Three doctors with hearing loss share their best advice
'It’s important to take time for yourself and remove yourself from all the noise.'
From phone apps to navigating social settings, there are many tools, tips, and tricks, that can make living with hearing loss easier. For their insightful take, we asked three doctors with hearing loss to share their top strategies.
Meet the doctors
Chad Ruffin, MD, is an ear, nose and throat (ENT) surgeon (otolaryngologist) in Burien, Wash. Ruffin was born with severe hearing loss and now works as a cochlear implant surgeon and advocate for adults and children with hearing loss. Ruffin also offers webinars on living well with hearing loss on his blog, chadruffinmd.com.
Michelle Hu, AuD, a pediatric audiologist in San Diego, Calif, was diagnosed with hearing loss as a child and later with bilateral (both ears) sensorineural hearing loss. She now wears cochlear implants and helps others navigate living with hearing loss through her website, mamahuhears.com, and Instagram account, @mama.hu.hears.
Ally Sisler-Dinwiddie, AuD, CCC-A, is a pediatric audiologist and member of the cochlear implant team at Vanderbilt Bill Wilkinson Center’s Department of Hearing and Speech Sciences in Nashville, Tenn. She was born with hearing loss. A car accident later in life accelerated her hearing loss. She now wears cochlear implants and strives to help others live their best lives with hearing loss.
Combatting hearing fatigue
“The impact listening fatigue has on everyday life can be daunting especially when your day is full of lectures, meetings, or if you work in a noisy environment requiring your undivided attention all day/every day,” Dr. Sisler-Dinwiddie says. “It’s important to take time for yourself throughout the day and remove yourself from all the noise and sensory overload.”
To accomplish this, Sisler-Dinwiddie recommends taking a break from the noise and taking out or turning off your hearing aids or cochlear implant sound processors, for 15-20 minutes to relax and give your brain a break.
“In addition, practicing deep breathing, mindfulness, or meditation have been shown to help the body and mind relax and reduce stress levels,” she says. “There are many wonderful free meditation apps that I love and use regularly.”
Utilizing technology to make life easier
“I use the free Innocaption phone app that offers real-time captioning of phone calls,” Hu says. “I also utilize a vibrating alarm clock to wake up and also hook it up to my baby monitor so I can hear my kids if needed when my husband isn’t home.”
Hu says there are many tech additions and assistive listening devices that can help make a home more inclusive for those who are hard of hearing.
“Integrating technology into your home can enhance quality of life without the need for a big project,” Hu says. “I started a thread on my Instagram page with technology that can make your home more inclusive.”
Ruffin says one of his favorite apps is Live Transcribe, a speech-to-text app that uses speech recognition to display words on a smartphone screen, making it easier for those with hearing loss to engage in conversations.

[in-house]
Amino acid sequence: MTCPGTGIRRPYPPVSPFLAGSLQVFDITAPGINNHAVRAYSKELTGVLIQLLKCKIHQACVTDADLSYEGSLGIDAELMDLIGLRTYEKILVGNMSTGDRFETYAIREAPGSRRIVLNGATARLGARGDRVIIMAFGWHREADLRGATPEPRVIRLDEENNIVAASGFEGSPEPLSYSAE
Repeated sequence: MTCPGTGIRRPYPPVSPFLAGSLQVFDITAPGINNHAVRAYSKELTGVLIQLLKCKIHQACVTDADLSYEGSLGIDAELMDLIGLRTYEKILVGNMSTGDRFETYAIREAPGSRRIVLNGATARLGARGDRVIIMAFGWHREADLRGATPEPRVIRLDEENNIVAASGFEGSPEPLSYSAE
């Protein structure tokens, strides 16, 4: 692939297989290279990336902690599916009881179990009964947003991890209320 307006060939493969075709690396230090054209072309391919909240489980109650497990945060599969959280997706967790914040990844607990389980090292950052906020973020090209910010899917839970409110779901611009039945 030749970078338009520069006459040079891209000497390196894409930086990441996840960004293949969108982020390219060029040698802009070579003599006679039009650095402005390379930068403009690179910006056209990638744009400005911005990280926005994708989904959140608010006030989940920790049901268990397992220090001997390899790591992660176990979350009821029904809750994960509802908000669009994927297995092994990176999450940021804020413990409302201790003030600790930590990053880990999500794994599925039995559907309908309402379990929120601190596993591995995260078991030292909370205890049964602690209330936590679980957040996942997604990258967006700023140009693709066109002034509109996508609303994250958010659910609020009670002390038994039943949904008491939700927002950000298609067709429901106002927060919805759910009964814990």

He has also found that using a small wireless remote microphone that connects to his hearing aid allows him to enjoy one-on-one conversations in noisy environments.
A 2022 study confirmed that remote microphones reduce the impact of poor acoustics on speech understanding, improving access and outcomes in noisy environments.
More: Top-rated caption apps
Finding the right hearing device for your individual needs
When someone thinks of hearing loss, they might assume hearing aids are the best solution, but according to Ruffin, those with severe hearing loss may need more.
“For many years, I relied on hearing aids, but as my hearing loss worsened over time, I realized they were no longer enough,” he says. “I was reluctant to get cochlear implants and even waited 11 years after being told I was a candidate.”
Today, Ruffin says getting cochlear implants was one of the best decisions he’s ever made and he says the surgery for cochlear implants is a very safe procedure.
Allowing technology to expand your world
While Sisler-Dinwiddie has always loved movies, she remembers it always seemed complicated or impossible when she was growing up.
“Thankfully there are numerous ways to go about making movies at the cinema more accessible and enjoyable for people with hearing loss,” she says. “Many AMC theatres have added on-screen 'open' captioning to many of their showings aimed at improving the viewing experience for people who have hearing loss and for whom English is not their first language.”
For those who prefer to watch movies in the comfort of their own home, Sisler-Dinwiddie says one of her favorite new technological advances is eyeglasses that offer live captioning. When a user wears the glasses, they see speech captions that can help them to easily follow conversations and better understand.
While the glasses are still in the developmental stage, with several companies working on these smart glasses and offering consumers a waitlist, Sisler-Dinwiddie believes this type of hearing aid technology will continue to advance over the coming years.
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